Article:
Economic Crisis In India
As we are in an economic crisis although in its early stages. A situation where economic growth has collapsed, industrial output has stagnated for two years, jobs are being shacked, consumer inflation is close to 10 per cent, the current account deficit (CAD) in the balance of payments is nearly five per cent of GDP at last count, investment is escaping abroad and high fiscal deficit are supposedly indicator of future casualty. It was all avoidable, if our policy-makers had been more competent and effective. It is useful to briefly outline the five biggest economic policy mistakes (out of a long list), apart from the persistent nine-year long drought of productivity-enhancing economic reforms.
The fiscal blowout of 2008-09
In fact, the great bulk of the overshooting occurred before the Lehman crisis of September 2008, mainly in the form of pay increases, subsidy hikes and NREGA rollout.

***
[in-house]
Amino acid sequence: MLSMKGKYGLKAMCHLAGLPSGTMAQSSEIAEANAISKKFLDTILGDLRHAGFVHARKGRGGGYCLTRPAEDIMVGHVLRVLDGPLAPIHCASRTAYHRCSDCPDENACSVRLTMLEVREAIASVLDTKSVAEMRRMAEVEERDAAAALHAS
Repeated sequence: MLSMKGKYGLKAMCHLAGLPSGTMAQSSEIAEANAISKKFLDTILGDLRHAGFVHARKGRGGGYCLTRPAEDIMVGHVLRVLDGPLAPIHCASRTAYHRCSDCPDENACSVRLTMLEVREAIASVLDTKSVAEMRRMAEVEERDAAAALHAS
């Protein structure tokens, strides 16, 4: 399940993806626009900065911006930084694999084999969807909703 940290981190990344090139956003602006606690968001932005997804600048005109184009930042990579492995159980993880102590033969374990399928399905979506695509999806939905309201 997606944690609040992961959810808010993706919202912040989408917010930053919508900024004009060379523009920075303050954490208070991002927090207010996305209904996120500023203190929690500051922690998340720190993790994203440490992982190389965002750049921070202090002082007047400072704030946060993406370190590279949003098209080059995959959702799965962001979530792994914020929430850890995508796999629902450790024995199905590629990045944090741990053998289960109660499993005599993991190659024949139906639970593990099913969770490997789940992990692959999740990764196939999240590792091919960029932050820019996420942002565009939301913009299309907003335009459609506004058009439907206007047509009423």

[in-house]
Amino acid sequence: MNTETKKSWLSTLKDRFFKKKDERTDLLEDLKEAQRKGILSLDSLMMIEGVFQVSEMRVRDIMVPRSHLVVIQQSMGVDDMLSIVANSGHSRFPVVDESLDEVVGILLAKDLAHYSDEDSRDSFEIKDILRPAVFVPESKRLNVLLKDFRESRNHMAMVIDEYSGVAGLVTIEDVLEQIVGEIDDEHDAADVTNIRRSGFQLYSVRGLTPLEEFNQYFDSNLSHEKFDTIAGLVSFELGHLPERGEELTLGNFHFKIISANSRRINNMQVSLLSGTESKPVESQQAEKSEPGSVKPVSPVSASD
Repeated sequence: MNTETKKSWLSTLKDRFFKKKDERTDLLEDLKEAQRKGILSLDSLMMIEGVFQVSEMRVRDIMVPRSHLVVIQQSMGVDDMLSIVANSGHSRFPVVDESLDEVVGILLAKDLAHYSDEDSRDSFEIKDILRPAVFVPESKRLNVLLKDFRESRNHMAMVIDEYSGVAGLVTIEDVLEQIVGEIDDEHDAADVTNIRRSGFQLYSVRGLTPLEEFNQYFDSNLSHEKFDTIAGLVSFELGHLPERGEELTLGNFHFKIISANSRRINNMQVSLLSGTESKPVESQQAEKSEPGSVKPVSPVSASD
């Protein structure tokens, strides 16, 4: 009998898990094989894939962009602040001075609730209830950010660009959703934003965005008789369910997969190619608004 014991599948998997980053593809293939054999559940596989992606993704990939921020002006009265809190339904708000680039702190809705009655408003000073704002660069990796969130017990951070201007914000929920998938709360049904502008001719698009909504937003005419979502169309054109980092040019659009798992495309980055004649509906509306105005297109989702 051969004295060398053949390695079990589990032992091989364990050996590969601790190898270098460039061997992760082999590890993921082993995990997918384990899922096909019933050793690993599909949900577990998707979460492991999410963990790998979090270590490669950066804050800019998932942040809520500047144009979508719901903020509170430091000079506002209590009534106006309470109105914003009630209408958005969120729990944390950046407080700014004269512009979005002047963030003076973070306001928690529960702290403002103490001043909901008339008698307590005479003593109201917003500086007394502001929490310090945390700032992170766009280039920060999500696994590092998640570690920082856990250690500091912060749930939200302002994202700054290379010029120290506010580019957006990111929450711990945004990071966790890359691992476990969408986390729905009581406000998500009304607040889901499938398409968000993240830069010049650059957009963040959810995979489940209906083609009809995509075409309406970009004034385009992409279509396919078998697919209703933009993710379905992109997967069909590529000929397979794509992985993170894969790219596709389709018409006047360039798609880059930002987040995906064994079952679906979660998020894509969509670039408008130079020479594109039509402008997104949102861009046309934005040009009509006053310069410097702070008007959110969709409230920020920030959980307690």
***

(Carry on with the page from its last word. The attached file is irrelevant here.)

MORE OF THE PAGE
This exceptional stretch of fiscal recklessness may indeed have cushioned the fallout from the global crisis for a year or two. But the composition of the huge expenditure hikes (mainly government pay, subsidies and entitlement programmes) made subsequent denial politically difficult. As a result, the persisting high fiscal deficits since 2008 have fuelled the long stretch of inflation, kept interest rates high, reduced public savings and fed the rising CAD.
Exchange rate mismanagement since 2009
The CAD has been consistently above the prime minister's "safe benchmark" of 2.5 per cent of GDP since 2009-10. That means we are in the fifth year of a dangerously high CAD. A significant contributory factor has been the authorities (government plus RBI) shift since spring 2009 to a relatively "hands off" policy towards the rupee's exchange rate. So, when capital inflows recovered since 2009, the rupee was allowed to appreciate sharply in 2009 and 2010, despite a clearly rising CAD. As pointed out then, the authorities should have instead...
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